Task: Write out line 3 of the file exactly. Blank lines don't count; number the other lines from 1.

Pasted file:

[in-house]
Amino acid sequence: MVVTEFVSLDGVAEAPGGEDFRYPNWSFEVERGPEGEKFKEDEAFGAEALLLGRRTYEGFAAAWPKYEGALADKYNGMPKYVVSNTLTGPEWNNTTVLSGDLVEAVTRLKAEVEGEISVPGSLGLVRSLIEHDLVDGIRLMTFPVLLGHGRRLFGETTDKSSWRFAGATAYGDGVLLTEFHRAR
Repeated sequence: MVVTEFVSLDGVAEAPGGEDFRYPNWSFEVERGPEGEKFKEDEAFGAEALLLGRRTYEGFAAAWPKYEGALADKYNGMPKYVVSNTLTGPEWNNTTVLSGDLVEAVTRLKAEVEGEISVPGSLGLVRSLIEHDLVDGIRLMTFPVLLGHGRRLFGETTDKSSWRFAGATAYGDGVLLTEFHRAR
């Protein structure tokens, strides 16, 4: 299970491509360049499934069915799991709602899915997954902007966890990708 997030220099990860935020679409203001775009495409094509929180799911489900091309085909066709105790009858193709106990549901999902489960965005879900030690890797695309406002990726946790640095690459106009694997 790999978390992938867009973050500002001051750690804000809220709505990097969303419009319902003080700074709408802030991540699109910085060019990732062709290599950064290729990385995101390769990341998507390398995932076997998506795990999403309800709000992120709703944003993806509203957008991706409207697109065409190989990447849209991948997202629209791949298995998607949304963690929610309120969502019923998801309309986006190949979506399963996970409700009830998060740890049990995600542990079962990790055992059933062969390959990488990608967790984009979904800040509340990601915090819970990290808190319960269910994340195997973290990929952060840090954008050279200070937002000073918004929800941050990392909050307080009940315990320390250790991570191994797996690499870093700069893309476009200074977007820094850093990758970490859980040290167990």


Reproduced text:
Repeated sequence: MVVTEFVSLDGVAEAPGGEDFRYPNWSFEVERGPEGEKFKEDEAFGAEALLLGRRTYEGFAAAWPKYEGALADKYNGMPKYVVSNTLTGPEWNNTTVLSGDLVEAVTRLKAEVEGEISVPGSLGLVRSLIEHDLVDGIRLMTFPVLLGHGRRLFGETTDKSSWRFAGATAYGDGVLLTEFHRAR